Astrophoto: The Orion Nebula by Rob Gendler

Article written: 27 Jan , 2006
Updated: 21 Dec , 2015
by

Image credit: M-42 by Rob Gendler
One of our galaxy’s nearest, and certainly most productive ranches is located only 1,500 light years from our planet, south in the sky-farmlands we call Orion the hunter.

Although invisible to unaided eyes, hold a camera’s shutter open for a while and it will reveal that the area is a vast fertile field of dust and molecular gasses where a bumper crop of new stars have been harvested and many times more are still ripening. One tract of this farm continues to produce blue ribbon winners each year for best of show – in fact, its yield is stellar! Situated below the three stars of Orion’s belt, it’s known as the Great Nebula or M-42.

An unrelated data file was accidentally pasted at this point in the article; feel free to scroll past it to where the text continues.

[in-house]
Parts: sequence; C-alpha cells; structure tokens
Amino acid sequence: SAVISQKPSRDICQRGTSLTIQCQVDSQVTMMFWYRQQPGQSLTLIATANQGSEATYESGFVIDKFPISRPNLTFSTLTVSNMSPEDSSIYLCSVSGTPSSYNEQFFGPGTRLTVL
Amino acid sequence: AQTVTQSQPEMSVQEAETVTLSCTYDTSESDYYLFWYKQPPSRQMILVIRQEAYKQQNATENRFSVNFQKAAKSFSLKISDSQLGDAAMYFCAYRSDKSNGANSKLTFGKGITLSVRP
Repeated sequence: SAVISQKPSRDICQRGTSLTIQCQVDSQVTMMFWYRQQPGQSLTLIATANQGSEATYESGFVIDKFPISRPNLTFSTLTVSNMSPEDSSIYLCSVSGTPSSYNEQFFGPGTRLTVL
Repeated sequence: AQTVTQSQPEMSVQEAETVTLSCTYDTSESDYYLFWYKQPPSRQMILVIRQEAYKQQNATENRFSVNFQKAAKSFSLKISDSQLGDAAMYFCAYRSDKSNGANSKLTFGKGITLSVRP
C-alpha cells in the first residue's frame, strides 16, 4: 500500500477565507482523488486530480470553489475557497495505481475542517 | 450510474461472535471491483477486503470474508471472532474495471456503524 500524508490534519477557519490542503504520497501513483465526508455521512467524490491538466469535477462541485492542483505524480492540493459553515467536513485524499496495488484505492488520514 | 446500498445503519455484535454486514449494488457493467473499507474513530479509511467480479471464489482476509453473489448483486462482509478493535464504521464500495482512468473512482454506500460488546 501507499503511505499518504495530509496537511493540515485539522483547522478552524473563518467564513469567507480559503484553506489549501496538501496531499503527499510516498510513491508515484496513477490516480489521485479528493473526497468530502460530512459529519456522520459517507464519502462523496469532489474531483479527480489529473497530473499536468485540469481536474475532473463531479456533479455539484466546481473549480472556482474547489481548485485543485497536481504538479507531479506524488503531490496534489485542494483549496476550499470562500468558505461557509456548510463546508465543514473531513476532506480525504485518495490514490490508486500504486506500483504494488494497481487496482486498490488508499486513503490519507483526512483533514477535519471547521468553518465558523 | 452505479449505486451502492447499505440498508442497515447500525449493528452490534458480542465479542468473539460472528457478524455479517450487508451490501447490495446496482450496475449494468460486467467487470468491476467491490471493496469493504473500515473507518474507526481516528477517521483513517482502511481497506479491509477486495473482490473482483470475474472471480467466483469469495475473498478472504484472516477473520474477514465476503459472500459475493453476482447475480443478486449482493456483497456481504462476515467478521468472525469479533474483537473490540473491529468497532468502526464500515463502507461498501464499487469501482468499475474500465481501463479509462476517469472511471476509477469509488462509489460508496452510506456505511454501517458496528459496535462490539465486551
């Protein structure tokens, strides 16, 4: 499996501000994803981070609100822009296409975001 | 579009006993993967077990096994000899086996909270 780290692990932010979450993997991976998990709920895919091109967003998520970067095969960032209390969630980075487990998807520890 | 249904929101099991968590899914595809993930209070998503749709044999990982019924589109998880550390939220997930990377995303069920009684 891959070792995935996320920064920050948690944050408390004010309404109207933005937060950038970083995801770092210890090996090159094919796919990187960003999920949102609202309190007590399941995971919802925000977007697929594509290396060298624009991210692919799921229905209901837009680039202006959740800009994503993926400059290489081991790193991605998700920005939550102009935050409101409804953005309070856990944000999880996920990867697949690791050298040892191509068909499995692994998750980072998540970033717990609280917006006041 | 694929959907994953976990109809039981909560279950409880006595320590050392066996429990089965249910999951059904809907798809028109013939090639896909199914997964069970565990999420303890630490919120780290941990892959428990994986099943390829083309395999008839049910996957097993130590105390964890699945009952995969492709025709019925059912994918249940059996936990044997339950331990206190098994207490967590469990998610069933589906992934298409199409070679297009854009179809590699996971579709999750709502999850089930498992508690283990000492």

Behold the flowering of nature’s bounty on an unimaginable scale – here spanning about forty five light years in width! This scene is seeded with open stellar clusters, nurseries hiding suns yet to be, fast moving jets and disks surrounding new stars, called proplyds. Much of the delicate filaments that appear to be blowing like willow branches on a breezy day result when fast moving material meets slower moving gas and dust to form massive waves. The sense of motion evident in this spectacular image is as real as it is mesmerizing.

This picture was produced by combining hundreds of separate images to form a single exposure totaling over ninety hours! It was taken by Rob Gendler (known for his green photographic thumb) from his remote controlled observatory in New Mexico’s south central mountains near the end of 2005.

Do you have photos you’d like to share? Post them to the Universe Today astrophotography forum or email them, and we might feature one in Universe Today.

Written by R. Jay GaBany


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